We spent the morning swimming and relaxing, after a great night at Tills Beach House in Gomoa Fetteh, we found a shared taxi to nearby Senya Beraku. This town is home to the Fort of Good Hope, which was built in the 1660s by the Dutch, and boasts a stunning view over the Atlantic.
In mockery of its lofty name, the Fort of “Good Hope” was primarily used as a place to house and sell slaves. The Dutch had originally envisioned it as a base from which to trade gold, but that wasn’t as lucrative as trading humans. The fort was expanded a few times throughout the following decades, to add space for yet more slaves, and eventually sold to the British in 1868.
Today, the fort is open to the public, and even serves as an ultra-budget lodging option in Senya Beraku. If interested, you’d have to arrange it in person, since there’s no reception in this hotel… or phone. It’d be an adventure, for sure, but how many times are you going to get the chance to sleep in a colonial-era African fort?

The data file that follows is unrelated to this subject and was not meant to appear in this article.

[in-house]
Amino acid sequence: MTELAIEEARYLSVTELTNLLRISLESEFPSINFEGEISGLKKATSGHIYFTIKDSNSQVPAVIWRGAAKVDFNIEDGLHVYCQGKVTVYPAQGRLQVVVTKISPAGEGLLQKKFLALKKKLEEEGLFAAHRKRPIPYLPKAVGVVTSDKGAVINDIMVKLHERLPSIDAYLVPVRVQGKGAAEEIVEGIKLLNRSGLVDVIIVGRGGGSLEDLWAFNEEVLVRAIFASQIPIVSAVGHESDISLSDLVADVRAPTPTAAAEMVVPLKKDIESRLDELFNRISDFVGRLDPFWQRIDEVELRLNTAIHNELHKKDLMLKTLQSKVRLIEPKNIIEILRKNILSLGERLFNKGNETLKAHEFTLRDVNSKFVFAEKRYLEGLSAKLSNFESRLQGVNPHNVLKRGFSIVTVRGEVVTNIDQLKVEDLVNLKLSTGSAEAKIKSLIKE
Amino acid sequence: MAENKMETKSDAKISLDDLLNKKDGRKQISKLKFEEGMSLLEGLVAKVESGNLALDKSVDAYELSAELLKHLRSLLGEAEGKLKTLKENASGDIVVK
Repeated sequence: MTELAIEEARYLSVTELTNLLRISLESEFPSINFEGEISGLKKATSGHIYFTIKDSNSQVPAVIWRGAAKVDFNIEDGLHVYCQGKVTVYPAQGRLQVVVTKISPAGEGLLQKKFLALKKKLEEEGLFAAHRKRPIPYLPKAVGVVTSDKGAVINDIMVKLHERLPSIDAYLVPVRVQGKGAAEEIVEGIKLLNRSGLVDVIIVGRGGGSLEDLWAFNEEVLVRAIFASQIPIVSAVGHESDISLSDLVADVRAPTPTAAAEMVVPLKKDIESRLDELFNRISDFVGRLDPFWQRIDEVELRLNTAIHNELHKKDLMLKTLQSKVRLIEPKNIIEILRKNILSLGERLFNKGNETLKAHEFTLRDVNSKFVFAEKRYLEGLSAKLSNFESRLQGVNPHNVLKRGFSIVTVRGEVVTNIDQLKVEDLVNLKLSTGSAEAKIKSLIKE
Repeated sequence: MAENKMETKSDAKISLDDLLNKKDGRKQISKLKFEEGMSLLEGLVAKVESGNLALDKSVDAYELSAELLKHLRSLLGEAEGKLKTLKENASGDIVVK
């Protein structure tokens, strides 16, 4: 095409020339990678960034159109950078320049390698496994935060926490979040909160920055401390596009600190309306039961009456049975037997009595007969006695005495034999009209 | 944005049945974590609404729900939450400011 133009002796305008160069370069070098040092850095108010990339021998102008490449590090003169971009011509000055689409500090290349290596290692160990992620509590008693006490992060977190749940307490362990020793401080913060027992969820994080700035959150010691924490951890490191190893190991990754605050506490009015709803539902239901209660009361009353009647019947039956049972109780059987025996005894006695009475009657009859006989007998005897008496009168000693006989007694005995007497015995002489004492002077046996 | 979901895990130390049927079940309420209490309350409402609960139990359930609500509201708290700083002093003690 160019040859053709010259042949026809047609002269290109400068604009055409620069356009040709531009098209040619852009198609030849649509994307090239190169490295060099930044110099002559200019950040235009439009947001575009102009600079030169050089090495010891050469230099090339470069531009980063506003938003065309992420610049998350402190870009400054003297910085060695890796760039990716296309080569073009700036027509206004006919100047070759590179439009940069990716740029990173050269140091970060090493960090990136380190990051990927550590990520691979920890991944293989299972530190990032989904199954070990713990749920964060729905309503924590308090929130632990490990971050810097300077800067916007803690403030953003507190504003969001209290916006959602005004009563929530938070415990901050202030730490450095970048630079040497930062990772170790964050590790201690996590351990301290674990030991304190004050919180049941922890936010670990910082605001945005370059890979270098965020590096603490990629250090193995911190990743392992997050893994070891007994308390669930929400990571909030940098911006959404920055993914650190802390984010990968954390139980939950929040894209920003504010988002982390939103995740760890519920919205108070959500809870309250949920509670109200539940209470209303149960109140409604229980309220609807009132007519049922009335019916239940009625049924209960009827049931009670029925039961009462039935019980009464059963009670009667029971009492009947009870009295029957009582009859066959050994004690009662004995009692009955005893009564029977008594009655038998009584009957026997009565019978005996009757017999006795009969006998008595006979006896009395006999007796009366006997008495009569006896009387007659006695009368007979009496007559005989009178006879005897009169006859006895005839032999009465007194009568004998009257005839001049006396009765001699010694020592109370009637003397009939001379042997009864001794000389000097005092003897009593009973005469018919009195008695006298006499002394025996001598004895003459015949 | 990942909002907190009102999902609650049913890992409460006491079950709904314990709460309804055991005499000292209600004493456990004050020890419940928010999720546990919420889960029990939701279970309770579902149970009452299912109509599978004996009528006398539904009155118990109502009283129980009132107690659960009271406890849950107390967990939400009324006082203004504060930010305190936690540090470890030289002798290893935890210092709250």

Plus, the views were beautiful. We didn’t stay the night, but enjoyed our time here, taking a long rest in the shade where we chatted with a local escaping the heat. Just outside the fort is an old, dilapidated helicopter, without any explanation of how it got there, or where it was from. We tried to ask around, but everyone just shrugged.
We walked back to the taxi stand slowly, taking the chance to see a little of Senya Beraku. There are no “sights” other than the fort, but we had fun. For someone accustomed to Africa, scenes of life in a Ghanaian village might be commonplace, but for us, even absolute normality is wonderful and bizarre. We didn’t linger too long in town, though, and were soon on a trotro, rumbling back toward Accra.